We have two key strategies to put people at the center of justice systems: the Justice Innovation Growth Facility and Justice Transformation Labs. Six years ago, HiiL has established the Justice Accelerator program that supports local people and teams engaged in SDG16.3, and other linked SDGs (8, 3 etc.) activities. We help them grow with customized support. In partnership with SIDA and the Ministry of Foreign Affairs of the Netherlands, we are now implementing 4 locally run Justice Accelerators in Kampala, Lagos, Johannesburg and Nairobi that incubate and scale-up legal innovations addressing people's everyday access to justice problems. When they get to a certain size, we have seen that there is a funding gap; a bottleneck that stops them growing further. The Justice Innovation Growth Facility will work on filling that gap, to help the proven models of justice innovations reach millions of people to prevent or resolve their pressing justice problems, at the same time as improving livelihoods, health, and prosperity. Together with Clifford Chance we will promote and develop user-friendly justice innovation at scale, with a special focus on Africa. For more information, see: https://www.hiil.org/wp-content/uploads/2019/09/190829-Justice-Innovation-Growth-Facility.pdf. HiiL, in partnership with Reos Partners, offers an innovative strategy to deepen and accelerate SDG16. Justice Transformation Labs take a systemic, collaborative, and experimental approach to justice, combining evidence-based and stakeholder-driven approaches. These labs are implemented at country level in partnership with leading national stakeholders but can also be designed as sub-national or multi-local, transnational processes.
The key elements of transformation labs include:
1. Knowledge gathering on justice needs, trends, and existing solutions
2. Supporting capacities of justice leaders
3. Multi-stakeholder engagement and ownership
4. A strategic approach
5. Support and incubation of innovations
6. Building networks
The Justice Transformation Lab approach was developed based on many years of experience of both HiiL and Reos Partners. HiiL has been leading the field of evidence based justice innovation in many countries - including countries in Europe, Asia, Africa and the Middle East. Reos Partners is a global leader in multi-stakeholder dialogues to resolve complex social challenges. Our most recent justice Transformation Lab focussed on Syria. We are now also engaged in a Lab in Mali. Much of the work is confidential and outside the limelight. https://www.hiil.org/wp-content/uploads/2019/09/190905-Justice-Transformation-Labs.pdf. Underpinning both of these strategies is data. Data is collected about the everyday justice problems that matter most to people. This data offers a crucial evidence base to orient goal-setting, strategy development, decision-making and prioritization of targets. In addition, knowledge is gathered on the justice landscape, trends, and existing solutions, as well as mapping out other justice innovations and transformation processes underway that these two strategies need to complement, build on, and feed into. In this way, people, their needs and preferences, are put into the center of justice systems.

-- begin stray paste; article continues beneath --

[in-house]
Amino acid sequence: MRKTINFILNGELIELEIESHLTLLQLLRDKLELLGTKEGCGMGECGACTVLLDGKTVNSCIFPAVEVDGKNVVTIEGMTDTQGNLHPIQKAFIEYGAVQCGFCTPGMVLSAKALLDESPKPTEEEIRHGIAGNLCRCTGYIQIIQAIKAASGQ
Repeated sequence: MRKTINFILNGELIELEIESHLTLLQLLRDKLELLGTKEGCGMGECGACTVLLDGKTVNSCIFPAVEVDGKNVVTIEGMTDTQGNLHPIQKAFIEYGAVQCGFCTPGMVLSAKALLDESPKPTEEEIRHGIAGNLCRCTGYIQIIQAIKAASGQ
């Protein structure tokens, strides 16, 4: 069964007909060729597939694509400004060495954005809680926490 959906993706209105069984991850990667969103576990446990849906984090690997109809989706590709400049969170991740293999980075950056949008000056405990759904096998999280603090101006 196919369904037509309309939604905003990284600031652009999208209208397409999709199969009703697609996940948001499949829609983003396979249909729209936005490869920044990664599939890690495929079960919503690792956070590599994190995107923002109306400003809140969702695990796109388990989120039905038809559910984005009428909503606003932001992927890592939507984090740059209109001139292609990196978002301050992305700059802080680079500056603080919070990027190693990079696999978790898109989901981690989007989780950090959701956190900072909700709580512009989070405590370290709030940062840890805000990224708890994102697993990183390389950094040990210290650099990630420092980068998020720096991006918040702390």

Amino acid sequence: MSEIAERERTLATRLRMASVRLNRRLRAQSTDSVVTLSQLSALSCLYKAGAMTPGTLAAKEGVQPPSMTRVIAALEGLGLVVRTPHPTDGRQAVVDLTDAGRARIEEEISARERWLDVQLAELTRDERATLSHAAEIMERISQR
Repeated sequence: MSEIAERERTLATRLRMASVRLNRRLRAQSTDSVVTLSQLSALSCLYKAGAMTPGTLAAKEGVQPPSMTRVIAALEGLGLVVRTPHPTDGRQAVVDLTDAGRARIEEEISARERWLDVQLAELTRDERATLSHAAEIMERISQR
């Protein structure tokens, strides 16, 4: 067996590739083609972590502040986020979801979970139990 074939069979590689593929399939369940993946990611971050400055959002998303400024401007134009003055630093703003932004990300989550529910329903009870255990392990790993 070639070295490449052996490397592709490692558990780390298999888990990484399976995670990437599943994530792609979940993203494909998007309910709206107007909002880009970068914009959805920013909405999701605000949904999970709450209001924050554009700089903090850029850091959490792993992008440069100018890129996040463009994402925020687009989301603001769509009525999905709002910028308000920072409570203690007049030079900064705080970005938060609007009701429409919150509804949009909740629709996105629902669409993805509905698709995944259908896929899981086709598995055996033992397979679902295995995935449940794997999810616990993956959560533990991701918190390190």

The impact of these two strategies is complementary, but will be dealt with in turn.
First, supporting one of our growth-stage innovators can help them in two critical ways:
1) it will allow them to scale their team, operations and marketing much faster, creating more impact by reaching thousands of people with access to justice problems.
2) it will allow them to become investment-ready and able to absorb bigger investments beyond 100K EUR. Thanks to the additional investment/grant these organizations are able to impact up to 1 million people currently suffering from unmet justice needs after 2-3 years.
Second, our Justice Transformation Labs help justice leaders develop evidence-based justice innovation strategies and empowered coalitions to implement them. They contribute to:
1) Locally owned strategies and policies adopted and implemented by local institutions at scale
2) Change in dominant narratives towards more people-centered approaches
3) Increased resolution rate for most urgent justice needs
4) Enhanced and recognized justice leadership and political will has found that business-as-usual approaches, including more courts, more lawyers and more litigation cannot provide enough capacity to reach SDG target 16.3. It will require new leadership, innovation, resources, and overall a transformation to a people-centered approach.